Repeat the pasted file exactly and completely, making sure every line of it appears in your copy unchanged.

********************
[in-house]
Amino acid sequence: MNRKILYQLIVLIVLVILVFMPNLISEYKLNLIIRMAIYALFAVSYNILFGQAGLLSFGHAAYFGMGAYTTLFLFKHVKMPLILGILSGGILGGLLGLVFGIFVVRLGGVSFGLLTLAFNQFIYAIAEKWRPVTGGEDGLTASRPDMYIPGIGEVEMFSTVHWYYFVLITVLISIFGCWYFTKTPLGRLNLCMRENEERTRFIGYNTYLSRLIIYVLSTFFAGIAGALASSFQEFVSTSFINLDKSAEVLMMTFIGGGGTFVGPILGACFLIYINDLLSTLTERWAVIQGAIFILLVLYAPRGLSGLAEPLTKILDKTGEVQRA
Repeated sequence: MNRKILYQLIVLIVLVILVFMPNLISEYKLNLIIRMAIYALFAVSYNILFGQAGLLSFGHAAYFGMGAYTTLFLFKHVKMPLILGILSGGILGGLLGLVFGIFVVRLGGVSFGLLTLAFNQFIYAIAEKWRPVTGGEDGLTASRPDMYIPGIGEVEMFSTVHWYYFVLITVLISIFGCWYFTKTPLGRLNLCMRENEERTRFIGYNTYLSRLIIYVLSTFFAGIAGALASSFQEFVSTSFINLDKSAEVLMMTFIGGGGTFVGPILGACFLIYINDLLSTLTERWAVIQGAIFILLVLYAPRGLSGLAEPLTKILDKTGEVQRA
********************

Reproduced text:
[in-house]
Amino acid sequence: MNRKILYQLIVLIVLVILVFMPNLISEYKLNLIIRMAIYALFAVSYNILFGQAGLLSFGHAAYFGMGAYTTLFLFKHVKMPLILGILSGGILGGLLGLVFGIFVVRLGGVSFGLLTLAFNQFIYAIAEKWRPVTGGEDGLTASRPDMYIPGIGEVEMFSTVHWYYFVLITVLISIFGCWYFTKTPLGRLNLCMRENEERTRFIGYNTYLSRLIIYVLSTFFAGIAGALASSFQEFVSTSFINLDKSAEVLMMTFIGGGGTFVGPILGACFLIYINDLLSTLTERWAVIQGAIFILLVLYAPRGLSGLAEPLTKILDKTGEVQRA
Repeated sequence: MNRKILYQLIVLIVLVILVFMPNLISEYKLNLIIRMAIYALFAVSYNILFGQAGLLSFGHAAYFGMGAYTTLFLFKHVKMPLILGILSGGILGGLLGLVFGIFVVRLGGVSFGLLTLAFNQFIYAIAEKWRPVTGGEDGLTASRPDMYIPGIGEVEMFSTVHWYYFVLITVLISIFGCWYFTKTPLGRLNLCMRENEERTRFIGYNTYLSRLIIYVLSTFFAGIAGALASSFQEFVSTSFINLDKSAEVLMMTFIGGGGTFVGPILGACFLIYINDLLSTLTERWAVIQGAIFILLVLYAPRGLSGLAEPLTKILDKTGEVQRA